Apr 24
April 24, 2013

Transforming Agroforestry in Haiti


Growing up on a farm in Haiti, I saw my father working very hard but having a difficult time making a good living. I eventually realized that he was working without any technical support, and I decided to study agronomy so that I could provide that support to other farmers. I also came to understand that improving farming techniques would not be enough, because any progress could be lost with just one storm and the resulting flood caused by only two percent tree cover throughout the country. My path was set early on to try and tackle both issues through agroforestry.

The Smallholder Farmers Alliance (SFA) was founded to solve these two major issues – helping to restore tree cover while improving the outdated agricultural techniques being used by small-scale farmers. We began our work in 2010 with support from Timberland, and over the last three years, SFA has grown to 2,000 members and we have transformed them into an agroforestry cooperative. We have created eight tree nurseries and so far have planted 2.2 million trees. With better quality seeds and training, member farmers have increased their crop yields by as much as 50 percent.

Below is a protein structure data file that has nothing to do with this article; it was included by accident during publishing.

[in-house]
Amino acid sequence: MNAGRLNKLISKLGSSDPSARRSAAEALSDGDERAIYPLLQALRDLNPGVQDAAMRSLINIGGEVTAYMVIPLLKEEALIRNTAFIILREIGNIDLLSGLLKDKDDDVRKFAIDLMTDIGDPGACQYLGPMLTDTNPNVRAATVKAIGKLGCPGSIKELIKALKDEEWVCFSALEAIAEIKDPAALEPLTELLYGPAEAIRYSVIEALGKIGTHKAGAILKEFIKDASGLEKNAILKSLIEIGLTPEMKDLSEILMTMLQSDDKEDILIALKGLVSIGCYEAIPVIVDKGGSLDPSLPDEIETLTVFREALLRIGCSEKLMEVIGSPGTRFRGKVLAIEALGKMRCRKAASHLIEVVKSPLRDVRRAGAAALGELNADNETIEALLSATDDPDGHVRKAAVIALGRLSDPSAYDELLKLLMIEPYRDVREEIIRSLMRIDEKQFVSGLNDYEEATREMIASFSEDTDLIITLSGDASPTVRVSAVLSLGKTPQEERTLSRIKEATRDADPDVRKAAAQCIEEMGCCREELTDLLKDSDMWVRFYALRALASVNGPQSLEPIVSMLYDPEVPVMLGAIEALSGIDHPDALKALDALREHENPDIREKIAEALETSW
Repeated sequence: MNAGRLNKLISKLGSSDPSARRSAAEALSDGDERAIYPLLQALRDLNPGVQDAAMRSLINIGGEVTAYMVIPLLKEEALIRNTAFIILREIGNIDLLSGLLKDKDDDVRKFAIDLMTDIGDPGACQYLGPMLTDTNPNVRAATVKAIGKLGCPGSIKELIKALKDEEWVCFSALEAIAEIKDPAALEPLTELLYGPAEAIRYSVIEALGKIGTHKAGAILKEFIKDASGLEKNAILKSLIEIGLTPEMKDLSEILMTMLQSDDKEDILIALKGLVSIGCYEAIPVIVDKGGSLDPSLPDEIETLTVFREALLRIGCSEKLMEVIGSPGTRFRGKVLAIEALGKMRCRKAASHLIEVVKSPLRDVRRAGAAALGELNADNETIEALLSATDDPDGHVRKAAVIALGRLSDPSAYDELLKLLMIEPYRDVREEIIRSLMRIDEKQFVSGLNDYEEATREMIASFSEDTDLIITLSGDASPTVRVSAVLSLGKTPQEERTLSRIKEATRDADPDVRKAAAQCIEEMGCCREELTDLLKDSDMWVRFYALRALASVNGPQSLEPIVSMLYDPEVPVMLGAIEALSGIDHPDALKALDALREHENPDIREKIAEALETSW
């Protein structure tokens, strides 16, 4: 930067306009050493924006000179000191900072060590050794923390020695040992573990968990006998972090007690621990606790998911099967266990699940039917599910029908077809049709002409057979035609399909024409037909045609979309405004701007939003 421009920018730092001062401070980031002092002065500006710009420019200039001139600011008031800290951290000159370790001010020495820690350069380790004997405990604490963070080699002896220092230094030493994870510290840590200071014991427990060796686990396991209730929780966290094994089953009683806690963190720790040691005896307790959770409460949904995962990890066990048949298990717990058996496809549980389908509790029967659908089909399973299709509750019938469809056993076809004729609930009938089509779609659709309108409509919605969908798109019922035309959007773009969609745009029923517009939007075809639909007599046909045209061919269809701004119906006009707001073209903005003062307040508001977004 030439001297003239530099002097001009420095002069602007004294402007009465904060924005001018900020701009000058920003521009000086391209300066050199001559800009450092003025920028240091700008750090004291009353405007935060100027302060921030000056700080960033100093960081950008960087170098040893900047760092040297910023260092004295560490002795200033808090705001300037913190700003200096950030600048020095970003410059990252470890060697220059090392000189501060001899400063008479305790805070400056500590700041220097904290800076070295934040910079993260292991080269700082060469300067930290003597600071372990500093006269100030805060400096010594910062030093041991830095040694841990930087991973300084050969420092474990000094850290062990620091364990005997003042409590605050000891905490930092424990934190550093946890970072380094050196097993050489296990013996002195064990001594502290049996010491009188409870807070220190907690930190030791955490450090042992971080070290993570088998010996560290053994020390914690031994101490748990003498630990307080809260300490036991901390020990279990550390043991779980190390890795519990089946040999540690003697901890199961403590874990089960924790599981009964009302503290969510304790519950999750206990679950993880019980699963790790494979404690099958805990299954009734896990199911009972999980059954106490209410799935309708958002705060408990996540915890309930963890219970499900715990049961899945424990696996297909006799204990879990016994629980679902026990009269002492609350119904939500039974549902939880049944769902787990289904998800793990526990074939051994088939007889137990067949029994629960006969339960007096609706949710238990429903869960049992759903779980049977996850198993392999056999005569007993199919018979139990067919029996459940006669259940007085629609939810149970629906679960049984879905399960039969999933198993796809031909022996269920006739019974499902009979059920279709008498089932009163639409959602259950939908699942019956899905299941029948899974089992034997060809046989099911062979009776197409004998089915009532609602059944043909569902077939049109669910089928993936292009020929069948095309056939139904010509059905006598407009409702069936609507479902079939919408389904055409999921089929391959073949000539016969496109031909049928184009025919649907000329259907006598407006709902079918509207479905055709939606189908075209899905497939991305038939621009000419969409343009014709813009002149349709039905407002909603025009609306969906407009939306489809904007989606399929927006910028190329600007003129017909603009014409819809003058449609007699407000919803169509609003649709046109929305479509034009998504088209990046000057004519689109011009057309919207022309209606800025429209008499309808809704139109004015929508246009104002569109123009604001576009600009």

Recently, we started working with the Clinton Foundation to further expand our cooperatives. In 2012, with support from the Clinton Foundation, we were able to plant 150,000 trees throughout the Gonaives area. This was an important boost for our work because it is supporting SFA’s agroforestry cooperative as it becomes a commercially sustainable enterprise. This enterprise is vital for sustaining the works that are being done. It will also allow farmers to market their products while they continue to produce in quantity and in quality. SFA aims at establishing this farming cooperative in each Haiti regional department.

You can join the more than 10,000 people who have helped address deforestation in Haiti by taking the Clinton Foundation’s Clinton Climate Quiz. When you take the quiz a tree will be planted in Haiti.